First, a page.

Pug

Get to know the Pug!

 

Behavior common of the Pug

Pugs naturally seem to be able to light up a room. Between their appearance and antics they can always do something to make people smile. They have tremendous personality and love to have a good time. They are known to stick by the side of their owner no matter what and are often referred to as the shadow of the owner. They are ideal pets for families with kids as they love to play with kids. They also love naps almost as much as they love kids and can be found curled up on a couch or chair relaxing for hours on end without a care in the world. Because of their lazy style, they do not require a lot of exercise to stay healthy. The daily walk or playing in the yard is usually more than enough for a Pug.

Pugs are known to be quite stubborn and for this reason they can be tough to train. They have an independent mind and are easily distracted, so this can make it tough to do any kind of regular training. Try to keep training sessions short so it is easier for them to focus and use a reward system of great praise and treats, two things that Pugs really love to get.  Housetraining them can also be tough, which is why using a crate for this breed is often a good method for training until they are housebroken.

Pugs do make noise with barking and snorting quite often and proper training can help them to become excellent watch dogs so they learn when barking is appropriate. Pugs are given to begging and playing off their cute and funny nature in the hopes of getting snacks or treats. Training the dog and the rest of the family to avoid this can be helpful to stopping this habit.

Appearance of the Pug

Pugs have a very distinct appearance that is easily recognizable. The protruding eyes coming from the short, stout little body make the Pug stand out from all other breeds. Many of the breed also has a bit of an overbite with their teeth and they all are known for having soft ears that feel as though they are made of velvet. They have a broad chest and top that tapers down to a small waist and thin legs that make them waddle when they walk.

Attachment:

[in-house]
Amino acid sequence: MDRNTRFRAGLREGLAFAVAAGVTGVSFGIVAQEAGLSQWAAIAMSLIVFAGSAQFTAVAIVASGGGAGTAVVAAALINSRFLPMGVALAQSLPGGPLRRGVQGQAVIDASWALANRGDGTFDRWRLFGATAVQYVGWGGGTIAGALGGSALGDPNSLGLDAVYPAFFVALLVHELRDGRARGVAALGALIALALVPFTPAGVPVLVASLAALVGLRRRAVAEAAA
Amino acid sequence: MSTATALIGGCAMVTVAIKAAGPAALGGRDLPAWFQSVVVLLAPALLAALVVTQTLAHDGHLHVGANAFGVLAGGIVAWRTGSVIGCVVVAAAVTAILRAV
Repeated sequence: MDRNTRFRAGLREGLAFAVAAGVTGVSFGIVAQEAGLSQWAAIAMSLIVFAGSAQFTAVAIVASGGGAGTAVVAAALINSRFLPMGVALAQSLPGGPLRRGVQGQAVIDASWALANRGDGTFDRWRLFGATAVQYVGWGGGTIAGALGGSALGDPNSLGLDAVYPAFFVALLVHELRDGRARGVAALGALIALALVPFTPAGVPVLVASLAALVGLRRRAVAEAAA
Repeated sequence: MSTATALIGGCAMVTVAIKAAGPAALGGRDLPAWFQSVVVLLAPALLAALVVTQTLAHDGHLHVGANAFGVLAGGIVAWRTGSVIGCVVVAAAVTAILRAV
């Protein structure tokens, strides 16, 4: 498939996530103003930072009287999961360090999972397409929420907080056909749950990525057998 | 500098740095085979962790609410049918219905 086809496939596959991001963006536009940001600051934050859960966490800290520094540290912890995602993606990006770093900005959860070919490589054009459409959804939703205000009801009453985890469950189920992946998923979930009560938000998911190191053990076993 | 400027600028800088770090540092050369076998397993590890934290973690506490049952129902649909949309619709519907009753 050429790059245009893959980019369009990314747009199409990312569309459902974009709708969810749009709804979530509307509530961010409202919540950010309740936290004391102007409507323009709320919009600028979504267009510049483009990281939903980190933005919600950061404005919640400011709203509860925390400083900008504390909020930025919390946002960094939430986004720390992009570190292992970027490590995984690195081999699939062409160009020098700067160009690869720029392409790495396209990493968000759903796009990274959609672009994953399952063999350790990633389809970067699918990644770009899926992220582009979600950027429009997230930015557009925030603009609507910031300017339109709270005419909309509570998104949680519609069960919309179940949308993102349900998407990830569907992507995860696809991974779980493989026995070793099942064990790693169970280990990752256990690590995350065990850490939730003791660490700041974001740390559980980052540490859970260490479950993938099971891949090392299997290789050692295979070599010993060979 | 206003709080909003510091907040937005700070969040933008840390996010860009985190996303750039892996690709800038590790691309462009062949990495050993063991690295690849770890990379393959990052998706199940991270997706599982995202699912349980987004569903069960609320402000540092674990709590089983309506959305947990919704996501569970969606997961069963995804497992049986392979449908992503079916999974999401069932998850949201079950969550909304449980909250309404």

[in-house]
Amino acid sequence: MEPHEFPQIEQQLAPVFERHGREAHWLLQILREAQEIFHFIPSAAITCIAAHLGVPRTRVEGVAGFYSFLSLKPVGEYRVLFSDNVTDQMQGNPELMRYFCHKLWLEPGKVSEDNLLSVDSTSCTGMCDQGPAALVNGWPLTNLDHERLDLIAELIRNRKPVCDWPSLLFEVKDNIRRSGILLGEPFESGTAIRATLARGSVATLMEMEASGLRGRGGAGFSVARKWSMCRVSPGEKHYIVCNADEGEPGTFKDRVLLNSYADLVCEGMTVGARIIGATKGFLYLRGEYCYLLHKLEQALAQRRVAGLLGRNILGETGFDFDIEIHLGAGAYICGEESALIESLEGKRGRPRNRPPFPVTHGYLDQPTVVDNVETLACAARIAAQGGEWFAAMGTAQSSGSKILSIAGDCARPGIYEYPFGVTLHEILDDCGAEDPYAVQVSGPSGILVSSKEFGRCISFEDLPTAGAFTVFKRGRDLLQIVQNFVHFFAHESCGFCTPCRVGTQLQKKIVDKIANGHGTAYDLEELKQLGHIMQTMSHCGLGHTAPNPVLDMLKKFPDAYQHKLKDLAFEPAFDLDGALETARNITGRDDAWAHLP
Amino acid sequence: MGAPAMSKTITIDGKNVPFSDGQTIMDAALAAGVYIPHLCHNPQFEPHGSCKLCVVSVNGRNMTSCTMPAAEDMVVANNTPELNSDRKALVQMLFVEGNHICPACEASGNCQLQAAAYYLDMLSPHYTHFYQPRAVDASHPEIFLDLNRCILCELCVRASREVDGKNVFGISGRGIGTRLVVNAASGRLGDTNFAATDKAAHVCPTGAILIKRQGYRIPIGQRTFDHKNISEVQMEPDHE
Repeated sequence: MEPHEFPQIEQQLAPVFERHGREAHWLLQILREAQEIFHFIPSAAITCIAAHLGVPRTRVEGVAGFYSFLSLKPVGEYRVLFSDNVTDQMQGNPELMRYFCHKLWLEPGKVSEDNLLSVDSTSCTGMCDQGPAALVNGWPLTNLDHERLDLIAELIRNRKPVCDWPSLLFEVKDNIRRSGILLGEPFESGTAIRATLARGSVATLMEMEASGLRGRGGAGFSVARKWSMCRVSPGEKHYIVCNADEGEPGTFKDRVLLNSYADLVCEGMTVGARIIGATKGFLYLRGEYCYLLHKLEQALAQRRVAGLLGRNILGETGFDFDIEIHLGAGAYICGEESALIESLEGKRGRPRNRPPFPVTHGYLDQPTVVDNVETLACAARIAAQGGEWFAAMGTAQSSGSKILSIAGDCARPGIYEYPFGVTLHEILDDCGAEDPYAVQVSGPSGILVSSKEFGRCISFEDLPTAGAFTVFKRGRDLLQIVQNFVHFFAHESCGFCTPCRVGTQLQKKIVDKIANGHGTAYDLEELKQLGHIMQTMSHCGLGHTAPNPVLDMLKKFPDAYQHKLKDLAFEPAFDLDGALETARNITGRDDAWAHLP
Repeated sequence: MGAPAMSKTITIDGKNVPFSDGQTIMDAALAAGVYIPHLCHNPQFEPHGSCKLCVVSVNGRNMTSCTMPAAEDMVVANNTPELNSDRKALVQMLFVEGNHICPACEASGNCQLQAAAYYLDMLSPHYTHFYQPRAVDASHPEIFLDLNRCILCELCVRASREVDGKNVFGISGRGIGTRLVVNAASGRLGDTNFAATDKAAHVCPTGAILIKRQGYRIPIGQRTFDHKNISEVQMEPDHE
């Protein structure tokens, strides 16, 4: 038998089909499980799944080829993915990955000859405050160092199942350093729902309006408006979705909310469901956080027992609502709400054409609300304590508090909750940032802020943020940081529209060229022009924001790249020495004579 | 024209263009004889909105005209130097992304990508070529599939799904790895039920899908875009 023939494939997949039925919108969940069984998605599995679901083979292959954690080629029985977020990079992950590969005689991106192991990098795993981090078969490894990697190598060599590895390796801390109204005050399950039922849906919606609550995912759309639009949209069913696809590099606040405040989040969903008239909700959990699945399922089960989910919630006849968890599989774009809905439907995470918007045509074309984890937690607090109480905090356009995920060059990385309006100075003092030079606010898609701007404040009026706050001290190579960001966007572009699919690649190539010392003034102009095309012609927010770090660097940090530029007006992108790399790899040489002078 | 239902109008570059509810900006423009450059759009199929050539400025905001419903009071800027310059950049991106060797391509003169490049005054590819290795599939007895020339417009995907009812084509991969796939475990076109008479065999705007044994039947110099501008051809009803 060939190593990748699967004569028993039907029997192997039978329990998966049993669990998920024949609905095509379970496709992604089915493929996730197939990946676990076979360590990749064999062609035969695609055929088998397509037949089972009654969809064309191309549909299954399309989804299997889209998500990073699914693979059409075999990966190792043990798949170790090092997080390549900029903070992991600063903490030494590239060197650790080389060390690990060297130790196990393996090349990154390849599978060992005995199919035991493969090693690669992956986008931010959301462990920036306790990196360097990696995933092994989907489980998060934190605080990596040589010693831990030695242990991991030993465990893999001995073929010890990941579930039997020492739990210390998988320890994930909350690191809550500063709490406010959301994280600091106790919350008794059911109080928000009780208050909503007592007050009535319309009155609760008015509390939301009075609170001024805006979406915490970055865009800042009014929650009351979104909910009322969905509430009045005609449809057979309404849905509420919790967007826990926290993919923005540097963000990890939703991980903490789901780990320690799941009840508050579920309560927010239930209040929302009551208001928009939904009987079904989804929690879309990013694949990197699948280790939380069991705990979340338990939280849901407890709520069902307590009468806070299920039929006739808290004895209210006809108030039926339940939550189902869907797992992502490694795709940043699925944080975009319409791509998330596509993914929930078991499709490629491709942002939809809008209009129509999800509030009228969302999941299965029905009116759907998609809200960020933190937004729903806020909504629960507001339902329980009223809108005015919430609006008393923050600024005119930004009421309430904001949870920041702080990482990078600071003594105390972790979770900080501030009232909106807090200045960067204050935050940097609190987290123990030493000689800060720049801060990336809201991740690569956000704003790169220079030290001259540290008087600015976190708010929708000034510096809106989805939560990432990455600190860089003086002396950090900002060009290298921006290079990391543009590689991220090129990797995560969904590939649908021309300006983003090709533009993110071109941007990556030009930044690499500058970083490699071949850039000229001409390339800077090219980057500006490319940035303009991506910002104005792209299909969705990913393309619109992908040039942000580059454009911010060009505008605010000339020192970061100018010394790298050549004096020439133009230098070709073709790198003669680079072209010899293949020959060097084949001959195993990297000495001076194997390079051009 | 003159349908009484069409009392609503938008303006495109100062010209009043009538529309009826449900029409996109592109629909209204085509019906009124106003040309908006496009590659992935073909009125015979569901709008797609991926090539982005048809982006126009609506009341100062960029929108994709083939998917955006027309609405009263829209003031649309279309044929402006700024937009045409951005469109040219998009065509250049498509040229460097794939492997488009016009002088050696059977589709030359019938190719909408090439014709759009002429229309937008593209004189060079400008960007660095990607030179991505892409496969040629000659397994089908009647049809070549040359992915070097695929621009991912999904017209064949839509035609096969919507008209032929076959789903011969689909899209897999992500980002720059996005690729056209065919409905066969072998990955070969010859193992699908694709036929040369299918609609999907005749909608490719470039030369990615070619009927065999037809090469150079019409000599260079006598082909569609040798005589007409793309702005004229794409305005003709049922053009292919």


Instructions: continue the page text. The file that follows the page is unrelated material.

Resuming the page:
Most pugs are about twelve to fourteen inches tall and weigh between thirteen and twenty pounds. The feature very short coats of soft hair in a variety of colors, though they are mostly seen as being tan or black. They do have a double layer coat of soft hair on the bottom coat with very coarse, rough hair on the top coat.

Grooming your Pug

Pugs shed a lot, almost constantly all year long. Regular brushing can help cut down on some of the hair left all over your home and when started young will help the dog get used to brushing. Frequent bathing is not at all necessary and you can often get by with just wiping your dog down with a damp cloth. You also need to cleanse the face to keep the skin clean and free of acne.

History of the Pug

The Pug is thought to be one of the oldest breeds on record. Records of Pugs can be found in China going back to the sixth century B.C. They were owned by royal members of the ruling dynasty and used as lap dogs. Very often the rulers would give the dog as a gift to other people, helping to spread the breed around. Pugs then became popular among the monks in Tibet and in Japan. It was not until the 1600’s when traders from Europe started to being the dogs back from the East did the breed spread even more.